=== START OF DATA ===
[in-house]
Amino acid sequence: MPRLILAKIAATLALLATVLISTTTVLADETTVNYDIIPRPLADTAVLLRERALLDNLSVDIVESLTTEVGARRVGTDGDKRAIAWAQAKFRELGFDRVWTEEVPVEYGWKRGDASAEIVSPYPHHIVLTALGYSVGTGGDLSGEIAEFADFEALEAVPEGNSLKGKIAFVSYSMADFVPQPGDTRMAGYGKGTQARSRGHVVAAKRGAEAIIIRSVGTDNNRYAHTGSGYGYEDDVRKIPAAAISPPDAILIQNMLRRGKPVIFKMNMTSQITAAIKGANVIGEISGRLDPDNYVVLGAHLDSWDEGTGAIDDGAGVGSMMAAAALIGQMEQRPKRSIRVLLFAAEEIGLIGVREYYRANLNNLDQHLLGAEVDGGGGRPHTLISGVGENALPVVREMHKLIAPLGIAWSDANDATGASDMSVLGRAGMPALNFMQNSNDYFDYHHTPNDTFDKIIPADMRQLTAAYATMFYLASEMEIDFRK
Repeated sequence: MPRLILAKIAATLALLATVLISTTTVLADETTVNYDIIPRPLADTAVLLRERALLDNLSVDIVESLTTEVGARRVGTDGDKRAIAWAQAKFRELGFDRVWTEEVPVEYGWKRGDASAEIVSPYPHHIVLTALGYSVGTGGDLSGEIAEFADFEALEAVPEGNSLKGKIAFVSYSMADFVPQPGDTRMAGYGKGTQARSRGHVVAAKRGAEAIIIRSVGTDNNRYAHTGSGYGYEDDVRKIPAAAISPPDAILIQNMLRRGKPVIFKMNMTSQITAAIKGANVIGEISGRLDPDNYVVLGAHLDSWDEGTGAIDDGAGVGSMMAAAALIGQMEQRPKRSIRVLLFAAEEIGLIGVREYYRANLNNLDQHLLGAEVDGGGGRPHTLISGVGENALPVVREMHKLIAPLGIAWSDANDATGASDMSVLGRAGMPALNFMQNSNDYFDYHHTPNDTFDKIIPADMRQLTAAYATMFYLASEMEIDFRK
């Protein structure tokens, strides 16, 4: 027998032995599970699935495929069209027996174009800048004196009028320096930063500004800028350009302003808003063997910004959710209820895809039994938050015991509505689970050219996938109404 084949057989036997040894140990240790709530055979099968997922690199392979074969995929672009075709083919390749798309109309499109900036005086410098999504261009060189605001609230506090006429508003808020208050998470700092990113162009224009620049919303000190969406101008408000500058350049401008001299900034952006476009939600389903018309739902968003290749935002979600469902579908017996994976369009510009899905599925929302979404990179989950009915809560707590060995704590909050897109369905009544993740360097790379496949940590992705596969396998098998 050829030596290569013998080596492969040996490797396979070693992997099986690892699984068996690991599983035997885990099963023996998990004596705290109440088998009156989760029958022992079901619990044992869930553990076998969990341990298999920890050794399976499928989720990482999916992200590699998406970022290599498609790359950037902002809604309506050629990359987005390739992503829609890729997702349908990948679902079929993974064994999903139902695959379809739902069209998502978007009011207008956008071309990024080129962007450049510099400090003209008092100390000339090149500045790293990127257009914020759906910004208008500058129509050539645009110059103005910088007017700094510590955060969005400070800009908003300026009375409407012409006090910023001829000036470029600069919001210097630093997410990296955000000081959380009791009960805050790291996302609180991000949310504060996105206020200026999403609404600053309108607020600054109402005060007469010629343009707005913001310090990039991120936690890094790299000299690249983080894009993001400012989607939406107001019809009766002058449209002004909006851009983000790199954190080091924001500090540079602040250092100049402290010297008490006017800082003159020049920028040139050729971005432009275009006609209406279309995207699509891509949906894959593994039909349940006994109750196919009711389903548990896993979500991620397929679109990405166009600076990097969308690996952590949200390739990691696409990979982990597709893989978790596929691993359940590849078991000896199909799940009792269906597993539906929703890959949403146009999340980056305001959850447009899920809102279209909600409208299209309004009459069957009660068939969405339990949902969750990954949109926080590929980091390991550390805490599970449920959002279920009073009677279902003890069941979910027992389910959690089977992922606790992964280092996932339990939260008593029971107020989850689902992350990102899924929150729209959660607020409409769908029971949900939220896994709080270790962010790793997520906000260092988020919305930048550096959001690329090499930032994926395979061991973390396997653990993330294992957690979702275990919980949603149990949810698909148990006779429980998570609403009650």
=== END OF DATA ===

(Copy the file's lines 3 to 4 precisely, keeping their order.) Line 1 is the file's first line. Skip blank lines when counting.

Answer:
Repeated sequence: MPRLILAKIAATLALLATVLISTTTVLADETTVNYDIIPRPLADTAVLLRERALLDNLSVDIVESLTTEVGARRVGTDGDKRAIAWAQAKFRELGFDRVWTEEVPVEYGWKRGDASAEIVSPYPHHIVLTALGYSVGTGGDLSGEIAEFADFEALEAVPEGNSLKGKIAFVSYSMADFVPQPGDTRMAGYGKGTQARSRGHVVAAKRGAEAIIIRSVGTDNNRYAHTGSGYGYEDDVRKIPAAAISPPDAILIQNMLRRGKPVIFKMNMTSQITAAIKGANVIGEISGRLDPDNYVVLGAHLDSWDEGTGAIDDGAGVGSMMAAAALIGQMEQRPKRSIRVLLFAAEEIGLIGVREYYRANLNNLDQHLLGAEVDGGGGRPHTLISGVGENALPVVREMHKLIAPLGIAWSDANDATGASDMSVLGRAGMPALNFMQNSNDYFDYHHTPNDTFDKIIPADMRQLTAAYATMFYLASEMEIDFRK
């Protein structure tokens, strides 16, 4: 027998032995599970699935495929069209027996174009800048004196009028320096930063500004800028350009302003808003063997910004959710209820895809039994938050015991509505689970050219996938109404 084949057989036997040894140990240790709530055979099968997922690199392979074969995929672009075709083919390749798309109309499109900036005086410098999504261009060189605001609230506090006429508003808020208050998470700092990113162009224009620049919303000190969406101008408000500058350049401008001299900034952006476009939600389903018309739902968003290749935002979600469902579908017996994976369009510009899905599925929302979404990179989950009915809560707590060995704590909050897109369905009544993740360097790379496949940590992705596969396998098998 050829030596290569013998080596492969040996490797396979070693992997099986690892699984068996690991599983035997885990099963023996998990004596705290109440088998009156989760029958022992079901619990044992869930553990076998969990341990298999920890050794399976499928989720990482999916992200590699998406970022290599498609790359950037902002809604309506050629990359987005390739992503829609890729997702349908990948679902079929993974064994999903139902695959379809739902069209998502978007009011207008956008071309990024080129962007450049510099400090003209008092100390000339090149500045790293990127257009914020759906910004208008500058129509050539645009110059103005910088007017700094510590955060969005400070800009908003300026009375409407012409006090910023001829000036470029600069919001210097630093997410990296955000000081959380009791009960805050790291996302609180991000949310504060996105206020200026999403609404600053309108607020600054109402005060007469010629343009707005913001310090990039991120936690890094790299000299690249983080894009993001400012989607939406107001019809009766002058449209002004909006851009983000790199954190080091924001500090540079602040250092100049402290010297008490006017800082003159020049920028040139050729971005432009275009006609209406279309995207699509891509949906894959593994039909349940006994109750196919009711389903548990896993979500991620397929679109990405166009600076990097969308690996952590949200390739990691696409990979982990597709893989978790596929691993359940590849078991000896199909799940009792269906597993539906929703890959949403146009999340980056305001959850447009899920809102279209909600409208299209309004009459069957009660068939969405339990949902969750990954949109926080590929980091390991550390805490599970449920959002279920009073009677279902003890069941979910027992389910959690089977992922606790992964280092996932339990939260008593029971107020989850689902992350990102899924929150729209959660607020409409769908029971949900939220896994709080270790962010790793997520906000260092988020919305930048550096959001690329090499930032994926395979061991973390396997653990993330294992957690979702275990919980949603149990949810698909148990006779429980998570609403009650």